Bend don’t break
And this by no means implies flimsiness. There is a resolutely reassuring definiteness about these materials. They give off the impression of strength and flexibility. I never felt like any of the straps I had on loan were going to crack or shear off simply because they flexed and moved easily under pressure.
The straps were all under 3mm thick, coming in between 2.4 (for the Winestrap) and 2.65mm thick (the Crazy Horse). I would say these measurements are pretty much average. Anything over 3mm seems thick to me and anything under 2mm is a little too light for my tastes unless we’re talking about a gloss alligator leather strap on a razor-thin dress watch. The hardware in question is steel with a DLC coating. Most modern Apple watches come in dark colors so that probably makes sense (although other finishes are available). It’s good quality and provides a solid connection to the watch head and securely fastens the watch to your wrist when buckled up.
The strap holes on these straps are rectangular, matching the rectangular buckle pin. I am quite a fan of rectangular strap holes as I feel the direct forces applied to the strap on the wrist are better handled by rectangular apertures over time. Circular holes have more of a tendency to stretch or deform over time because of the high strain applied by a thinner pin to a smaller area of the leather.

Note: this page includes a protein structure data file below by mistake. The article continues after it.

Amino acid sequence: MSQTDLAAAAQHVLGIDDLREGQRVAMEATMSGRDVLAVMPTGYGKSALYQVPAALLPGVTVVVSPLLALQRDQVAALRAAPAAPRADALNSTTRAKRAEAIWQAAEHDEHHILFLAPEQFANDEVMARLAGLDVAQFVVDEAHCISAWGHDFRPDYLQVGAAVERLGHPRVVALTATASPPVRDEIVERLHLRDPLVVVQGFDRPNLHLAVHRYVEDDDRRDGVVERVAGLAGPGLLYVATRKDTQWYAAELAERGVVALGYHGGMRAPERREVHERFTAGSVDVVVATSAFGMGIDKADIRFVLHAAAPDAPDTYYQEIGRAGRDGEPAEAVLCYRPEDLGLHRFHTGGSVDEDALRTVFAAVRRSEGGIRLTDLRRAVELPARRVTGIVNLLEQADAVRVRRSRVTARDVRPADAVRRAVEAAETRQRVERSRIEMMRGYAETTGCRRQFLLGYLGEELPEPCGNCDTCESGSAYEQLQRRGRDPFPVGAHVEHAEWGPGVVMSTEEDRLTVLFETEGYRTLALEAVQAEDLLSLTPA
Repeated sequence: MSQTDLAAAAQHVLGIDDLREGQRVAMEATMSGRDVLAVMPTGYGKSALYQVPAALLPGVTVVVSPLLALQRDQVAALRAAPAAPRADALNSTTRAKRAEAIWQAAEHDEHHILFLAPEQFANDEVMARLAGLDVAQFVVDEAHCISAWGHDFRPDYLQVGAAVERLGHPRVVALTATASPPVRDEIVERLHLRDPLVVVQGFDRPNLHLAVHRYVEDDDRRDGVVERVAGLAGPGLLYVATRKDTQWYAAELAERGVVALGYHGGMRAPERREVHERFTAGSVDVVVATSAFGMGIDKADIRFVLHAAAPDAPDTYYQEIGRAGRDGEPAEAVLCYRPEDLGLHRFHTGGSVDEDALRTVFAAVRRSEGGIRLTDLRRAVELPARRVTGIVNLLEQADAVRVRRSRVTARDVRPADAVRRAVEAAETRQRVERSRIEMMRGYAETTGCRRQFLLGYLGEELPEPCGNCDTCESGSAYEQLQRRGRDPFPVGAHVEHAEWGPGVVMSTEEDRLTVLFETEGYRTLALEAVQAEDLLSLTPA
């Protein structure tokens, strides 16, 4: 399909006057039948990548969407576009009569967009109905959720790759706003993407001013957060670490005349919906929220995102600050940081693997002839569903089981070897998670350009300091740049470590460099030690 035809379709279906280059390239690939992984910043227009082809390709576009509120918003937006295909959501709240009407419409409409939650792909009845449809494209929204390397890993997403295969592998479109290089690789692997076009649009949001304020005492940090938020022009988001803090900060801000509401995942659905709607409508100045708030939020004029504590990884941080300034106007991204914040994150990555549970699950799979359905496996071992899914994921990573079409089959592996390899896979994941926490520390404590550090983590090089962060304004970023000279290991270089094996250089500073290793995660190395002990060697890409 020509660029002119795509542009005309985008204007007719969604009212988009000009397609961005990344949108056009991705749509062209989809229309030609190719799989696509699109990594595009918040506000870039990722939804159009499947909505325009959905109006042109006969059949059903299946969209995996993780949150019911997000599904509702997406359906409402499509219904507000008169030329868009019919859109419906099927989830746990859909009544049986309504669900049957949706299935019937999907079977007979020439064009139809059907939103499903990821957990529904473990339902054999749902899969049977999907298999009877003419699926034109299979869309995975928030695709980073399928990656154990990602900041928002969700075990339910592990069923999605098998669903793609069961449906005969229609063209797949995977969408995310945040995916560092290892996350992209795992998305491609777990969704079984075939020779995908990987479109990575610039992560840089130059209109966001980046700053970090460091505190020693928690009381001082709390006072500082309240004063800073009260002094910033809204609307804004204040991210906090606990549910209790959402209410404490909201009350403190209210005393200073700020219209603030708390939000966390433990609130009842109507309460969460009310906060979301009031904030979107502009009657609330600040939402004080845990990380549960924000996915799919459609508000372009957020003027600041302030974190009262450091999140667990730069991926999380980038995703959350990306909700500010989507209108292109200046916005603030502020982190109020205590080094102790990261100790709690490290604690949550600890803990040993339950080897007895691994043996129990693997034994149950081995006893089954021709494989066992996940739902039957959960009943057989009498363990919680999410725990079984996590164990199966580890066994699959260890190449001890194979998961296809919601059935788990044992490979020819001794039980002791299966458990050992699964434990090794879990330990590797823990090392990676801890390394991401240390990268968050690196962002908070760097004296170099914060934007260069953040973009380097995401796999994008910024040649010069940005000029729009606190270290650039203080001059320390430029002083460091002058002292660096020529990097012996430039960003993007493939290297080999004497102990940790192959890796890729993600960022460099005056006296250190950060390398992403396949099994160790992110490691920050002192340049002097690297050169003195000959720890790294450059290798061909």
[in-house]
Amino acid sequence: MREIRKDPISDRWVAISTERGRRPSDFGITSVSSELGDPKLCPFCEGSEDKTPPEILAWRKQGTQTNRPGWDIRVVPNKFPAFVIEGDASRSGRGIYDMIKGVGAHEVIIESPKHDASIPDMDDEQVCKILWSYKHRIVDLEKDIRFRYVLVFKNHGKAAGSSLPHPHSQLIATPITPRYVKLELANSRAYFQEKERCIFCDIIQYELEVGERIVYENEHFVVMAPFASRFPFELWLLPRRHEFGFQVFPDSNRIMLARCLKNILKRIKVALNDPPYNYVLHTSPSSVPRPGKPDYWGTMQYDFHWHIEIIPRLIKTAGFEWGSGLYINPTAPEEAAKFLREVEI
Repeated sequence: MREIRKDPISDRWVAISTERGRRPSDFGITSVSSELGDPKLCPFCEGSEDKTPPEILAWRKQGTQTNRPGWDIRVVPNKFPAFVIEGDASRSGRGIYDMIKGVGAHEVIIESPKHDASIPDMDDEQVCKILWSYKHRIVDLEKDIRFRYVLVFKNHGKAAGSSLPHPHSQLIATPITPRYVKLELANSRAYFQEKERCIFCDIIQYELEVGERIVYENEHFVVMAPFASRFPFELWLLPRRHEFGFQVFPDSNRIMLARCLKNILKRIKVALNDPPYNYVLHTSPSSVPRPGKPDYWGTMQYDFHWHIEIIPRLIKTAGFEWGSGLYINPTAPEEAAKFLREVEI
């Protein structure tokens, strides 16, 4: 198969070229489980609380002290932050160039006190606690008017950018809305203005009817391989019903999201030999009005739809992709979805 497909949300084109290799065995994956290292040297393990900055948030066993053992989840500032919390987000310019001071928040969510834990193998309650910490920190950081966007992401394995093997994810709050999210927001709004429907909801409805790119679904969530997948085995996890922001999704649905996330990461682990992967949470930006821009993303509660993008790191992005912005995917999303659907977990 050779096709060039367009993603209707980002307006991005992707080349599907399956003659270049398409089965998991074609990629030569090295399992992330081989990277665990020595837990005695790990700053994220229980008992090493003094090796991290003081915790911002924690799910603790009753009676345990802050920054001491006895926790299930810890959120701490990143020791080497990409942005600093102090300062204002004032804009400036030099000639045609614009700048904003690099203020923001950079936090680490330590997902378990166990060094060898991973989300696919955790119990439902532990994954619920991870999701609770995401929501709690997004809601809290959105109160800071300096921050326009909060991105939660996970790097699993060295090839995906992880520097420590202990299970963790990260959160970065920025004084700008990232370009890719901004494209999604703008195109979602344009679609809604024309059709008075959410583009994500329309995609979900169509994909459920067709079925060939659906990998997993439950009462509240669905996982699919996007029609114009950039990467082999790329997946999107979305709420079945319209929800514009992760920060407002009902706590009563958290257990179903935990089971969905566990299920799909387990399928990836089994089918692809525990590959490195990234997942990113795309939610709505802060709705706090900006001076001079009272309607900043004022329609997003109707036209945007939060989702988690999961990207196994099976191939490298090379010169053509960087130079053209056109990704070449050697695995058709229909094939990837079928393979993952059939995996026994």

Pleasingly, the stitching, the gluing, and the edge-painting of these straps are all top-drawer. There is no excess thread at all. The stitching is neat and looks to have no discernable beginning or end, which is how it should be. The edge-painting is exceptional. A perfect seal is provided all around the strap’s perimeter without it appearing bulky, claggy, or over-applied. And, finally, the gluing on the strap back, especially next to the end-pieces, is really neat, with a nice, sharp edge.
In terms of debossing, the straps are decorated with, “handgemacht in Deutschland” (handmade in Germany) on the back of their 12 o’clock sides. Curiously, there is no Fluco branding anywhere on the straps and the tail-end is completely blank. I’m not a fan of over-branding, but I’m quite fond of the Fluco wordmark and would like to see it make an appearance on the tail-end at some point.
However, such an addition would add to the cost, which is currently very attractive. The Winestrap Bozen in brown costs an attractive €55, while the Crazy Horse leather straps, the Bidart in whiskey, and the Cupertino all come in at just €69 including taxes. I think that’s a pretty solid buy for a strap that feels very good quality and will surely last for a decent stretch of time, even if you wear it daily. Learn more about this strap and Fluco in general by visiting the official website here.